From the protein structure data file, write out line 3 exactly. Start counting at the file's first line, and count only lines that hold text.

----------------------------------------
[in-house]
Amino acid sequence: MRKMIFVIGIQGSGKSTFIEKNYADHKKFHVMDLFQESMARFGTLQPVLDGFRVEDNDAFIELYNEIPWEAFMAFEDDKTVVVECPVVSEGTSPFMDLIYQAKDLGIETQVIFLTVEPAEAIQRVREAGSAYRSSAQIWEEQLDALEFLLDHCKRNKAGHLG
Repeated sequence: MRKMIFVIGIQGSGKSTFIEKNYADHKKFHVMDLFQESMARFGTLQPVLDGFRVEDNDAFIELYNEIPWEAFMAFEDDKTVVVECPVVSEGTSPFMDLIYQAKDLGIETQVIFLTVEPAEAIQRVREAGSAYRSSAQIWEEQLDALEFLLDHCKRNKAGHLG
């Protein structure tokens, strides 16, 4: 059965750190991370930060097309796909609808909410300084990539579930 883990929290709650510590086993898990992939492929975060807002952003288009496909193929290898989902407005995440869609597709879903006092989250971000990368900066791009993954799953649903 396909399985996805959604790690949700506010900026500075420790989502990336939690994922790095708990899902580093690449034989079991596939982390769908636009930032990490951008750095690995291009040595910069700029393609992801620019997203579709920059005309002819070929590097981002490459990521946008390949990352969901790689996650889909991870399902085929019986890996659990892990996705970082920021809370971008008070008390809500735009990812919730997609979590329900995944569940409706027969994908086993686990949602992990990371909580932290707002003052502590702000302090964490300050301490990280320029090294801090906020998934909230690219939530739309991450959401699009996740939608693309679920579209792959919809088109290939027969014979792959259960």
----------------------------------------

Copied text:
Repeated sequence: MRKMIFVIGIQGSGKSTFIEKNYADHKKFHVMDLFQESMARFGTLQPVLDGFRVEDNDAFIELYNEIPWEAFMAFEDDKTVVVECPVVSEGTSPFMDLIYQAKDLGIETQVIFLTVEPAEAIQRVREAGSAYRSSAQIWEEQLDALEFLLDHCKRNKAGHLG